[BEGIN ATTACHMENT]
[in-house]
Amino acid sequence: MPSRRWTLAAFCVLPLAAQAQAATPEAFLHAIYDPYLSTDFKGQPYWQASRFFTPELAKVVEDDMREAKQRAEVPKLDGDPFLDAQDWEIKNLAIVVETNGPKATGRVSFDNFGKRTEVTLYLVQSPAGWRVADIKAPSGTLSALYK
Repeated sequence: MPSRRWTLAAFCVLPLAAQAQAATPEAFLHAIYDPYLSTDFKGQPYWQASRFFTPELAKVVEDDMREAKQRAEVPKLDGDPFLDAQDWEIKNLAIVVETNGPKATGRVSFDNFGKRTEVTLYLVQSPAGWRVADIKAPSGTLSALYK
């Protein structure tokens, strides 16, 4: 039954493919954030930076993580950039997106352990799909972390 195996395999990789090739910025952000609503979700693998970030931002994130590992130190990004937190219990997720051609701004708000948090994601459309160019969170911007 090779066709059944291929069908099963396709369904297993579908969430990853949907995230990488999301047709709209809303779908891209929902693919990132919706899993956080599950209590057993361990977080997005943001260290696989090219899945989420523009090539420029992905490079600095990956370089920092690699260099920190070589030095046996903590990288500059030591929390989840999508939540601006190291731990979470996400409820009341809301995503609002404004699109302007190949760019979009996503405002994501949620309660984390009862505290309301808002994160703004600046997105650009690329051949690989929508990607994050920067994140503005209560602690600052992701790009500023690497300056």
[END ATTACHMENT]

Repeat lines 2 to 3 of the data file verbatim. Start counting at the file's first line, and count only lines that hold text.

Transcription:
Amino acid sequence: MPSRRWTLAAFCVLPLAAQAQAATPEAFLHAIYDPYLSTDFKGQPYWQASRFFTPELAKVVEDDMREAKQRAEVPKLDGDPFLDAQDWEIKNLAIVVETNGPKATGRVSFDNFGKRTEVTLYLVQSPAGWRVADIKAPSGTLSALYK
Repeated sequence: MPSRRWTLAAFCVLPLAAQAQAATPEAFLHAIYDPYLSTDFKGQPYWQASRFFTPELAKVVEDDMREAKQRAEVPKLDGDPFLDAQDWEIKNLAIVVETNGPKATGRVSFDNFGKRTEVTLYLVQSPAGWRVADIKAPSGTLSALYK